US, allies back British charges of Russian intel officers in nerve agent attack

US, allies back British charges of Russian intel officers in nerve agent attack
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The Trump administration said Thursday that it has “full confidence” in the British government’s assessment that agents of Russia’s military intelligence agency, the GRU, were responsible for the use of a nerve agent against an ex-Russian spy in Britain.

In a joint statement with France, Germany and Canada issued by the State Department on Thursday evening, the United States “welcomed the progress” made in the investigation of the poisoning of Sergei Skripal and his daughter, Yulia, in March and said the attempted assassination was “almost certainly approved at a senior government level” of the Kremlin. 

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The statement came one day after the U.K. charged two Russian men alleged to be active GRU officers, Alexander Petrov and Ruslan Boshirov, with attempted murder and conspiracy to murder.

“This was not a rogue operation,” U.K. Prime Minister Theresa May said Wednesday, according to The New York Times. “It was almost certainly also approved outside the GRU at a senior level of the Russian state.”

“We have full confidence in the British assessment that the two suspects were officers from the Russian military intelligence service, also known as the GRU, and that this operation was almost certainly approved at a senior government level,” the U.S., France, Germany and Canada said in Thursday's joint statement.

“We have already taken action together to disrupt the activities of the GRU through the largest ever collective expulsion of undeclared intelligence officers,” the statement read, noting that the announcement of the charges “further strengthens our intent to continue to disrupt together the hostile activities of foreign intelligence networks on our territories, uphold the prohibition of chemical weapons, protect our citizens and defend ourselves from all forms of malign state activity directed against us and our societies.”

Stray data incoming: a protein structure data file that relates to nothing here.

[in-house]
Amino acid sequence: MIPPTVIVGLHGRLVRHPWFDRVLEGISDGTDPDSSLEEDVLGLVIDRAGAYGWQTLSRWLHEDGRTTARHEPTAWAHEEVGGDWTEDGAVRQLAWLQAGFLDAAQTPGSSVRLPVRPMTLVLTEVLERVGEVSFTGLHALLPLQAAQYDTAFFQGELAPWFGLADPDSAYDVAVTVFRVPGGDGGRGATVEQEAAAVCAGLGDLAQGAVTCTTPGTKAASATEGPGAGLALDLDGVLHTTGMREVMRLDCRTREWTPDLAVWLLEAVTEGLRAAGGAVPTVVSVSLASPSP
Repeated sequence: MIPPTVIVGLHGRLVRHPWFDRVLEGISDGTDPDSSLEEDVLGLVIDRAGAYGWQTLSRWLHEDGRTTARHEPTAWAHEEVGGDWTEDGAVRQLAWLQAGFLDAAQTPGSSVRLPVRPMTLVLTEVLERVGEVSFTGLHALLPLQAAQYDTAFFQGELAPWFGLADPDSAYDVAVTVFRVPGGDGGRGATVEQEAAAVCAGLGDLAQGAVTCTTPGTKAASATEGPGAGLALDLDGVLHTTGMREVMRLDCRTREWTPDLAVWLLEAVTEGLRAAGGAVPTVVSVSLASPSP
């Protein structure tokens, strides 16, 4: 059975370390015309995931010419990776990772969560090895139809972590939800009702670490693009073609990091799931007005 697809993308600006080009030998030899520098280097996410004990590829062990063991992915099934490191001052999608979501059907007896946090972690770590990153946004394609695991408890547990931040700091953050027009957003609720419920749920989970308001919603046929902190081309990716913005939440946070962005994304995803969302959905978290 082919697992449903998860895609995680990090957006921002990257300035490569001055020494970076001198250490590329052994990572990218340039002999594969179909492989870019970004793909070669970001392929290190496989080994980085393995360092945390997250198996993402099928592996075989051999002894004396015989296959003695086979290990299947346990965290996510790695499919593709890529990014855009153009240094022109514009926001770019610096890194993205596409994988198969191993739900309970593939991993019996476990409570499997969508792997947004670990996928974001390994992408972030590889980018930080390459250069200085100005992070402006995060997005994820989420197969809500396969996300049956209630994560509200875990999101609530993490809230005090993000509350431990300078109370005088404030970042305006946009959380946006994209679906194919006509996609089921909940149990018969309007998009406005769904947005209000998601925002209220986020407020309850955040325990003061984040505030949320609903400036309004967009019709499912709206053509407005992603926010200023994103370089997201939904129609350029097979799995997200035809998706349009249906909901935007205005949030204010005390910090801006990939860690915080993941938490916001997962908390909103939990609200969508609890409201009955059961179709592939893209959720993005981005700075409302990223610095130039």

The U.S. and other European allies backed Britain’s assessment that Russia was behind the March attack. Moscow has denied responsibility for the poisoning. 

In response to the attack and allegations against Moscow, the Trump administration expelled 60 Russian diplomats believed to be intelligence agents and closed a Russian diplomatic facility in Seattle. In early August, the administration announced that it was imposing a round of chemical and biological warfare sanctions on Moscow.

Thursday's statement also noted that an analysis by Britain revealed that the same nerve agent, Novichok, was used in the later poisoning of British citizens Dawn Sturgess and Charles Rowley in June. Sturgess later died, the Times reported.

The countries urged Moscow to “provide full disclosure” of the Novichok program to the Organisation for the Prohibition of Chemical Weapons, or OPCW.